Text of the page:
in the bogland his trouser cuffs dirty,
collecting peat for fires lit by progeny
the rousing of the fiddle the flurry of feet
shamans and charlatans and shape-shifters all:

"The Children of Lir we are!" he said,
"The Children of God!" she corrected,
she, the Eve of Christmas,
the bearer of the myth that came true.

John Connolly said...

Here's one. It's my own perspective on why the Anglo-Saxon way of celebrating Christmas is problematic. It goes over the line limit, though.

Humbug

Where is the meaning in bustle and shopping,
Where is the blessing in material greed,
The shoving, the running, the mindless store-hopping,
For all that we want in disdain of our need?

The radio stations play 'seasonal' rock,
With Frosty and Rudolph on loop;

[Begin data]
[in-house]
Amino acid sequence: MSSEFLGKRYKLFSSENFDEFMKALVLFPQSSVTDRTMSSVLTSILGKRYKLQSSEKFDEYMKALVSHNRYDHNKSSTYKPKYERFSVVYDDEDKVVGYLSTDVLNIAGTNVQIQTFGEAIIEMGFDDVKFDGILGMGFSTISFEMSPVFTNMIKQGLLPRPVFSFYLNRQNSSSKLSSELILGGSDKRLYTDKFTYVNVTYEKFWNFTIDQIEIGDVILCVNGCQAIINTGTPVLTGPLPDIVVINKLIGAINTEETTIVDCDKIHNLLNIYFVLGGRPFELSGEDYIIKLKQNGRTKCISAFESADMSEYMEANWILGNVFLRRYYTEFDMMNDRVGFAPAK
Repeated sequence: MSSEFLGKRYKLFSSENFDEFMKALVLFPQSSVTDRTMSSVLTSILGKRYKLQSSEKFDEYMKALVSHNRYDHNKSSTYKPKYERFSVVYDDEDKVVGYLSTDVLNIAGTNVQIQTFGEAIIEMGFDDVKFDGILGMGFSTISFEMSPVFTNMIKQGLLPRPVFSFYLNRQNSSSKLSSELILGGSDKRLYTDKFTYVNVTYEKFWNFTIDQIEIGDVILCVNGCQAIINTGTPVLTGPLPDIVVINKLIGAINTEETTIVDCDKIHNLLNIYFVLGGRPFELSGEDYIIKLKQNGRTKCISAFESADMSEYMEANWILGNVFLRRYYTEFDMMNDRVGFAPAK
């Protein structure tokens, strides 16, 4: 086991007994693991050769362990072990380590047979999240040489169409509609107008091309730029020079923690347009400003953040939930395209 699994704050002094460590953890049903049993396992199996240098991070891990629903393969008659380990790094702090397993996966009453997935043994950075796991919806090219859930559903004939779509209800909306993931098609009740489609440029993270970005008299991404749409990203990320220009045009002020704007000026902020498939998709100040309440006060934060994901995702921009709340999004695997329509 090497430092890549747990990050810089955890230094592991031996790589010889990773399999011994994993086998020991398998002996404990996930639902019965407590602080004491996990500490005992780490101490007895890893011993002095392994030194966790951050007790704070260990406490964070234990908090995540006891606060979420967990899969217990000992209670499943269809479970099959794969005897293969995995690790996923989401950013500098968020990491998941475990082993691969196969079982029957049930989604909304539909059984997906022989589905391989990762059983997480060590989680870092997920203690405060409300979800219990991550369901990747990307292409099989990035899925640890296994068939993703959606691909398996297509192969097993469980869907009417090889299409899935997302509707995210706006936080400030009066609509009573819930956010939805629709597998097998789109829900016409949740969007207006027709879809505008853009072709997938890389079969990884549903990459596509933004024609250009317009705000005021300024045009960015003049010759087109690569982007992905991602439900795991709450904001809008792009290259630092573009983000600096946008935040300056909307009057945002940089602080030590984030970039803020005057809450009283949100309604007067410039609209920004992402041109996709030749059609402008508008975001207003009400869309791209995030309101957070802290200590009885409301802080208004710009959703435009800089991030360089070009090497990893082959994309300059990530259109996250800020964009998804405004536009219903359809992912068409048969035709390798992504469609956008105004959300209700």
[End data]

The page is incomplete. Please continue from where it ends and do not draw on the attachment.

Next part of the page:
"The big man is coming, so hang up your sock,"
And those awful chipmunks want their hoola-hoop.

Students come home for three weeks of break
Just to slowly watch parents go mad.
The cards and the wrapping, wreath and fruitcake,
And the lights must be "in" with the fad.

The kids sit in the corner with video games,
Glad to be far from their book,
While parents obsessed with tagging and names
Will grace them with nary a look.

The tree must have lights and not lean to the right,
Garland and ribbons will fly!
"I love this whole season, it's merry and bright
(one week more and I think I would die)."

It's the holiday season, and here's your receipt!
Twelve more items to fill your collection.
If there's holly on the door and snow in the street
Then our day will have reached its perfection.

Oh, little do they know of love!
They run so hard while life goes by,
For weeks they crowd and push and shove
While He is born who came to die.

Sheila said...

Well, I like it anyway. I guess I should say now that the line limit isn't strict--a few lines over is okay. I've gotten a few slightly longer poems which I'm accepting.

RJ, is there a story behind your second one? It suggests one.